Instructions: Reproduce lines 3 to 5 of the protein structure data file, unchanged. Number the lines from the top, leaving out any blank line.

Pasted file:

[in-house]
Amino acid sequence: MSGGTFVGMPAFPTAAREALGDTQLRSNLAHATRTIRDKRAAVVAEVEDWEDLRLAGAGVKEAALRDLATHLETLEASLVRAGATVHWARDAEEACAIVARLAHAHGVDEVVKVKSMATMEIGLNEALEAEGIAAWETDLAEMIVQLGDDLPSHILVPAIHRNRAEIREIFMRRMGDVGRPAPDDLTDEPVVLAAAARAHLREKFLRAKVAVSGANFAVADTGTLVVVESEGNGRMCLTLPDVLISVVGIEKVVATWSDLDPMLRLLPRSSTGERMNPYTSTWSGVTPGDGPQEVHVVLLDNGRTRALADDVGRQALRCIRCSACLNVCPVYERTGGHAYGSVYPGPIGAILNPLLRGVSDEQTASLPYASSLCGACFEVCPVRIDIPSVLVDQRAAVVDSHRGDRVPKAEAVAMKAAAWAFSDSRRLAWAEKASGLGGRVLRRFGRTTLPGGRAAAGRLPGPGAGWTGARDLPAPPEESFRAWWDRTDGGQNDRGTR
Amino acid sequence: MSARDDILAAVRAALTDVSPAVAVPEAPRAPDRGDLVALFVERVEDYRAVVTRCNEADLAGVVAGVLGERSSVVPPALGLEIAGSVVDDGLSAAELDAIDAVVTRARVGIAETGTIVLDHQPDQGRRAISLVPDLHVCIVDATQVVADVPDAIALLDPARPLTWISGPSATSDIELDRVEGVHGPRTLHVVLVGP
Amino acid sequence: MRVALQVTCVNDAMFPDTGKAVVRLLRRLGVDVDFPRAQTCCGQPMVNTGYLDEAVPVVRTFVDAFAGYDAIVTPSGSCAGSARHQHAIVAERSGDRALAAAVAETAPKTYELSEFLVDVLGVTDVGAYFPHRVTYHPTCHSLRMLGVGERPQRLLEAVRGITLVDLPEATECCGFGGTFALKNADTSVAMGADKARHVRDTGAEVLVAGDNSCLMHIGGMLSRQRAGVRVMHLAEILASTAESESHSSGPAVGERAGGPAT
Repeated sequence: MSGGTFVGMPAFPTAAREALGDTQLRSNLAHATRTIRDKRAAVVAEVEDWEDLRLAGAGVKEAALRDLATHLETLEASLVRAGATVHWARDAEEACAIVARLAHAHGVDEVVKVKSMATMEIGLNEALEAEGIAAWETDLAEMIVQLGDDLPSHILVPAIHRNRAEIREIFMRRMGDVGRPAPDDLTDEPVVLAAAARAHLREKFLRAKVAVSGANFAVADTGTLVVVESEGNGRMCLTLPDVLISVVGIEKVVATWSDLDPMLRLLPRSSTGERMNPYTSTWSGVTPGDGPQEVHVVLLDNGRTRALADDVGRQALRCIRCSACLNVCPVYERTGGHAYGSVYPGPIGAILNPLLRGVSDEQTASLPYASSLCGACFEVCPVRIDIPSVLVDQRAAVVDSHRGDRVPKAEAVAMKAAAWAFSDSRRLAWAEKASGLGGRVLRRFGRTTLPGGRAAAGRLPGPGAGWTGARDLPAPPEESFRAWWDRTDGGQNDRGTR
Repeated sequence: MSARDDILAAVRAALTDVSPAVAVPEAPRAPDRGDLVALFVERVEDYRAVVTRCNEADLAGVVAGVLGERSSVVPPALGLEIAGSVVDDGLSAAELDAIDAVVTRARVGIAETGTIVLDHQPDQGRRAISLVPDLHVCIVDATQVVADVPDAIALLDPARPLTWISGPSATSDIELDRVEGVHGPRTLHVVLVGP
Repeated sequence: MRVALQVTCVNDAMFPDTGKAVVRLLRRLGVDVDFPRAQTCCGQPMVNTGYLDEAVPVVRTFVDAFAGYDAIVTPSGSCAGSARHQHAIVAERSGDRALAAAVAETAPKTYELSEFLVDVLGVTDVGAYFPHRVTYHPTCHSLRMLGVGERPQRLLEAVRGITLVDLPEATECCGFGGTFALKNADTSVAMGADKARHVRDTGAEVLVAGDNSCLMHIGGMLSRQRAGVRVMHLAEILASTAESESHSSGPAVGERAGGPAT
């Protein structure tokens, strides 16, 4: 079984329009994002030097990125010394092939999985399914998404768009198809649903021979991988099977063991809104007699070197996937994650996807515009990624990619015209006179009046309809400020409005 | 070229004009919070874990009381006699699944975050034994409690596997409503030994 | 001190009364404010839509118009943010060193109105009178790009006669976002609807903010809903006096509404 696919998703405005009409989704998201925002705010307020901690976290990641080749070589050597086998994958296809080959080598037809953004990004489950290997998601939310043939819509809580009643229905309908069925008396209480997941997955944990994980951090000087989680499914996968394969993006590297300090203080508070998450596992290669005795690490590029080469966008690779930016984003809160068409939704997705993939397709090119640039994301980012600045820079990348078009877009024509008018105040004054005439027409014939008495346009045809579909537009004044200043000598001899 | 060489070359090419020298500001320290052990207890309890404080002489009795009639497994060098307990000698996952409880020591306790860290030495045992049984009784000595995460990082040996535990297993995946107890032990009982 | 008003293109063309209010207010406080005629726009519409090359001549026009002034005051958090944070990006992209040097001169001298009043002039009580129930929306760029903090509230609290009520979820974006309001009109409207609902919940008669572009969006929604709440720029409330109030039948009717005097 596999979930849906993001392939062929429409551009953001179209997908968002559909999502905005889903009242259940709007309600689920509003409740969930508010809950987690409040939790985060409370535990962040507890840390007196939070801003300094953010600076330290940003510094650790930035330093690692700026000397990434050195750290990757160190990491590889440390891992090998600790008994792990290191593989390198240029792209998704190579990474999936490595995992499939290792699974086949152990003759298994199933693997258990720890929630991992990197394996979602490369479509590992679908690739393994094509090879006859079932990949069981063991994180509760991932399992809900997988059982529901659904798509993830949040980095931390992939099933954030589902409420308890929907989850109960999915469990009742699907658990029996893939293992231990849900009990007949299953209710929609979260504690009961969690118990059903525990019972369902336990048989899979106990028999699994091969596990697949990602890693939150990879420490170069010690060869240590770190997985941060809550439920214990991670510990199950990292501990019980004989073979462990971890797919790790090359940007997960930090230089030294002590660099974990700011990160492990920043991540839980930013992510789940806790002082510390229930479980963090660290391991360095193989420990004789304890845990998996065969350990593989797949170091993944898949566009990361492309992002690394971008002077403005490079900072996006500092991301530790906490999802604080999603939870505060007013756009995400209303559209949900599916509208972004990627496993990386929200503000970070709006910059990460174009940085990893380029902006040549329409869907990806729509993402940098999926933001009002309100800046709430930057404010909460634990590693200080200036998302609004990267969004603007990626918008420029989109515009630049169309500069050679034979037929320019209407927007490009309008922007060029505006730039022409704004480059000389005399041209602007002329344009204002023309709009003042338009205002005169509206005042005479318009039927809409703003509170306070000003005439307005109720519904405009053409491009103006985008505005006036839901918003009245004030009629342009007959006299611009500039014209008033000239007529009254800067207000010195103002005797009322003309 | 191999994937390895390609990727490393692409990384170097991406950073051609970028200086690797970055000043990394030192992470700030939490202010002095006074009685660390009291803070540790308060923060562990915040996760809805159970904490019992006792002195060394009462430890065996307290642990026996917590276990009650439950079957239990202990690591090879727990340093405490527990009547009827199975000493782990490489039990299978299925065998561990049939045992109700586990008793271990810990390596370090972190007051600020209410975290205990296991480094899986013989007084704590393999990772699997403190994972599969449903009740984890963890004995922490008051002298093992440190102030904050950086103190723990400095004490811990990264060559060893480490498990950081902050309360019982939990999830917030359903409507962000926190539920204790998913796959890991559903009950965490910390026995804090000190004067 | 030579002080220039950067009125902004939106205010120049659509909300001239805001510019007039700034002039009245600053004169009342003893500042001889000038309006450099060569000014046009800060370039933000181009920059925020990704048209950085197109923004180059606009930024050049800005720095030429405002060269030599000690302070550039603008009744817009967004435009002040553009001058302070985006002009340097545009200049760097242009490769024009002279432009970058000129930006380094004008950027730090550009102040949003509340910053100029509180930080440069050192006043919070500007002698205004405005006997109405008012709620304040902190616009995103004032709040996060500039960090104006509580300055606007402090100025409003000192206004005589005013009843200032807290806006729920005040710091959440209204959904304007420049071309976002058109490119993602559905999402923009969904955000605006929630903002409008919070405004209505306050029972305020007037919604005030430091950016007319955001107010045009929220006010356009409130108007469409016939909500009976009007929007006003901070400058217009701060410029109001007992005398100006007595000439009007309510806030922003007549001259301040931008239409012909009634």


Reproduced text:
Amino acid sequence: MSARDDILAAVRAALTDVSPAVAVPEAPRAPDRGDLVALFVERVEDYRAVVTRCNEADLAGVVAGVLGERSSVVPPALGLEIAGSVVDDGLSAAELDAIDAVVTRARVGIAETGTIVLDHQPDQGRRAISLVPDLHVCIVDATQVVADVPDAIALLDPARPLTWISGPSATSDIELDRVEGVHGPRTLHVVLVGP
Amino acid sequence: MRVALQVTCVNDAMFPDTGKAVVRLLRRLGVDVDFPRAQTCCGQPMVNTGYLDEAVPVVRTFVDAFAGYDAIVTPSGSCAGSARHQHAIVAERSGDRALAAAVAETAPKTYELSEFLVDVLGVTDVGAYFPHRVTYHPTCHSLRMLGVGERPQRLLEAVRGITLVDLPEATECCGFGGTFALKNADTSVAMGADKARHVRDTGAEVLVAGDNSCLMHIGGMLSRQRAGVRVMHLAEILASTAESESHSSGPAVGERAGGPAT
Repeated sequence: MSGGTFVGMPAFPTAAREALGDTQLRSNLAHATRTIRDKRAAVVAEVEDWEDLRLAGAGVKEAALRDLATHLETLEASLVRAGATVHWARDAEEACAIVARLAHAHGVDEVVKVKSMATMEIGLNEALEAEGIAAWETDLAEMIVQLGDDLPSHILVPAIHRNRAEIREIFMRRMGDVGRPAPDDLTDEPVVLAAAARAHLREKFLRAKVAVSGANFAVADTGTLVVVESEGNGRMCLTLPDVLISVVGIEKVVATWSDLDPMLRLLPRSSTGERMNPYTSTWSGVTPGDGPQEVHVVLLDNGRTRALADDVGRQALRCIRCSACLNVCPVYERTGGHAYGSVYPGPIGAILNPLLRGVSDEQTASLPYASSLCGACFEVCPVRIDIPSVLVDQRAAVVDSHRGDRVPKAEAVAMKAAAWAFSDSRRLAWAEKASGLGGRVLRRFGRTTLPGGRAAAGRLPGPGAGWTGARDLPAPPEESFRAWWDRTDGGQNDRGTR